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It was an antidote to Toronto's sprawling housing market: a simple website created by two self-described "computer geeks" to ease their first home search, and then help a city of frazzled buyers.

That is until this week, when the Multiple Listings Service - the reigning king of online listings in Canada - unleashed its lawyer on housing123.com and banished the new kids on the block.

"It was always this overhanging axe that was ready to fall," said Travis Fielding, the 31-year-old co-founder of the website, which allowed users to search MLS listings plotted on a Google map of local neighbourhoods.

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After all, MLS has crushed upstarts before. Two Toronto-based sites, Realtysellers Ltd. and Realestateplus.ca, shut down in the past two years after run-ins with the Canadian Real Estate Association, which owns the MLS trademark. Housing123.com is accused of using its information without permission.

But some industry watchers say MLS may be losing this online turf war, as what's happening in the United States may soon happen here: Sites such as Redfin, Zillow and Yahoo Real Estate now carry the lion's share of new listings, while MLS is losing ground.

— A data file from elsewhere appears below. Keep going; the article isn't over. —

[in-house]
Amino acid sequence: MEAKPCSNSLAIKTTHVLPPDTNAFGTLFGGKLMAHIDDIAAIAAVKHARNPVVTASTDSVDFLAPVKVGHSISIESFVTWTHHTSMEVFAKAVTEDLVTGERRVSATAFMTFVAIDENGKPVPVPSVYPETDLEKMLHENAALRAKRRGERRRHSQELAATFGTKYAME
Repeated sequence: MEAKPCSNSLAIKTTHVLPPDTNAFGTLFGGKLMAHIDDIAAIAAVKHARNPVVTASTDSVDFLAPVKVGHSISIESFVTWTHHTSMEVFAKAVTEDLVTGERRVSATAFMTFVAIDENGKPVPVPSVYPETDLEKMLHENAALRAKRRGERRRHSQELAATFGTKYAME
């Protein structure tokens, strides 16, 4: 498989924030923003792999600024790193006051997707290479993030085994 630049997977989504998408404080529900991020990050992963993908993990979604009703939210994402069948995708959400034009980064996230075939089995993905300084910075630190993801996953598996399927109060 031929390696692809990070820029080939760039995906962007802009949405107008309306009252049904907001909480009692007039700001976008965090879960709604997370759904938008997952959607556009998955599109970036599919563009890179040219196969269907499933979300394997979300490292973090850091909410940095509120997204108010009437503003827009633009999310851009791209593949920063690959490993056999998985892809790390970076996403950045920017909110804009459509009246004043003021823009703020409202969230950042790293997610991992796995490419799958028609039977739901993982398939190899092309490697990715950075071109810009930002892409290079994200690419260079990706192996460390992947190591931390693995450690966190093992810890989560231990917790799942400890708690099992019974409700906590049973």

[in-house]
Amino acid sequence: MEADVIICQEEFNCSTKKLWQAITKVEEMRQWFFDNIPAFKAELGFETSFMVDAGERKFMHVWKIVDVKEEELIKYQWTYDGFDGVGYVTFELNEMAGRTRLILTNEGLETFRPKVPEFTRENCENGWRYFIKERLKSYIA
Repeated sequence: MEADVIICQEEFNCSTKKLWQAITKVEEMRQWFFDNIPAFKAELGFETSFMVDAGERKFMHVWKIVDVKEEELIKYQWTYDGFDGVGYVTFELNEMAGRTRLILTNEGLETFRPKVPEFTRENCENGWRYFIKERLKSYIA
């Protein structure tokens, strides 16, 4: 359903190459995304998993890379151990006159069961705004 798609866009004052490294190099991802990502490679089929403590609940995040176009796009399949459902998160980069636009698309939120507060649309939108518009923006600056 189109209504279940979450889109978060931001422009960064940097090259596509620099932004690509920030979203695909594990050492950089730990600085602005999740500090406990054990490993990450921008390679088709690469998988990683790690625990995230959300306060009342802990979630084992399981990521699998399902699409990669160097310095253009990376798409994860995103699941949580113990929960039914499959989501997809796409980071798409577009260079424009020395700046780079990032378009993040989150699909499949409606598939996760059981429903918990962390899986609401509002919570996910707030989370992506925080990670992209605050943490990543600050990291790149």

They say the MLS business model - giving people only a taste of a house and directing them to an agent for more - won't stand up against competitors that will give you every detail about a house and its surroundings, including local crime stats, school reviews and previous purchase prices, along with 360 tours and a break on the commission.

"They're basically saying, 'You know what? People want to search listings themselves,' " says John Pasalis, founder of Realosophy.com, a website that dishes details about Toronto and Greater Toronto Area neighbourhoods. "The problem in Canada is we can't do this because the real-estate boards don't allow us."

Adds Mr. Fielding: "I think they're stuck in the past."

The idea for housing123.com bloomed a couple of years ago after Mr. Fielding's friend and fellow software developer, Kevin Lai, became frustrated with his own home search. Sick of navigating MLS, and frustrated by an agent who missed good houses, Mr. Lai thought he could design a better system.

On his laptop, he basically created what is known as a "Google-map mash-up," which allows people to plot customized data (in this case, MLS listings) on top of a Google map application.

It worked so well that, just for kicks, he enlisted Mr. Fielding to help him take it to the public. It took about three weeks to work out the kinks, and they developed a way for the program to automatically add new listings. "On a scale of 10, it's probably like six," Mr. Lai, 29, says of the difficulty level. For their day jobs, he and Mr. Fielding design software for financial companies.

Since the site was launched 10 months ago, it averaged about 400 to 500 unique users per day, Mr. Fielding says.